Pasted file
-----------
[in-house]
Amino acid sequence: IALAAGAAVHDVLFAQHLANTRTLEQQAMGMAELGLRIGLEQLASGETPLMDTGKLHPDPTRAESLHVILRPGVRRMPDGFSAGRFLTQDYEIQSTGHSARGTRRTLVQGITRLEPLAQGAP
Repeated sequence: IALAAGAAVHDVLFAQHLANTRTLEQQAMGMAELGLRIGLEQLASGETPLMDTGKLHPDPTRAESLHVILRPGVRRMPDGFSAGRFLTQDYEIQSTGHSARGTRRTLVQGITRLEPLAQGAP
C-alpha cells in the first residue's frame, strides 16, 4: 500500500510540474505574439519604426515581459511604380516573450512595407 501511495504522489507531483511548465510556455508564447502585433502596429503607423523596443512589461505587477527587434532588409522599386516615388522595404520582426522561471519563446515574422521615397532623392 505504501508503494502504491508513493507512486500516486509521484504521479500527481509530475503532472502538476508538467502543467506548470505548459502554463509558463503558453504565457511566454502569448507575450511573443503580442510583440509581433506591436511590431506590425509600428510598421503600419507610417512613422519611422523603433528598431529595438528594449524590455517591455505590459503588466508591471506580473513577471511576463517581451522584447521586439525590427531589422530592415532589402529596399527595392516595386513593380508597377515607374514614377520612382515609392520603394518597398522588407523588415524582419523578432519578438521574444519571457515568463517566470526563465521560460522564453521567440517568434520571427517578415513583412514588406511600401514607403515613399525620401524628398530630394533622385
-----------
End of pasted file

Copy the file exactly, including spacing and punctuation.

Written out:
[in-house]
Amino acid sequence: IALAAGAAVHDVLFAQHLANTRTLEQQAMGMAELGLRIGLEQLASGETPLMDTGKLHPDPTRAESLHVILRPGVRRMPDGFSAGRFLTQDYEIQSTGHSARGTRRTLVQGITRLEPLAQGAP
Repeated sequence: IALAAGAAVHDVLFAQHLANTRTLEQQAMGMAELGLRIGLEQLASGETPLMDTGKLHPDPTRAESLHVILRPGVRRMPDGFSAGRFLTQDYEIQSTGHSARGTRRTLVQGITRLEPLAQGAP
C-alpha cells in the first residue's frame, strides 16, 4: 500500500510540474505574439519604426515581459511604380516573450512595407 501511495504522489507531483511548465510556455508564447502585433502596429503607423523596443512589461505587477527587434532588409522599386516615388522595404520582426522561471519563446515574422521615397532623392 505504501508503494502504491508513493507512486500516486509521484504521479500527481509530475503532472502538476508538467502543467506548470505548459502554463509558463503558453504565457511566454502569448507575450511573443503580442510583440509581433506591436511590431506590425509600428510598421503600419507610417512613422519611422523603433528598431529595438528594449524590455517591455505590459503588466508591471506580473513577471511576463517581451522584447521586439525590427531589422530592415532589402529596399527595392516595386513593380508597377515607374514614377520612382515609392520603394518597398522588407523588415524582419523578432519578438521574444519571457515568463517566470526563465521560460522564453521567440517568434520571427517578415513583412514588406511600401514607403515613399525620401524628398530630394533622385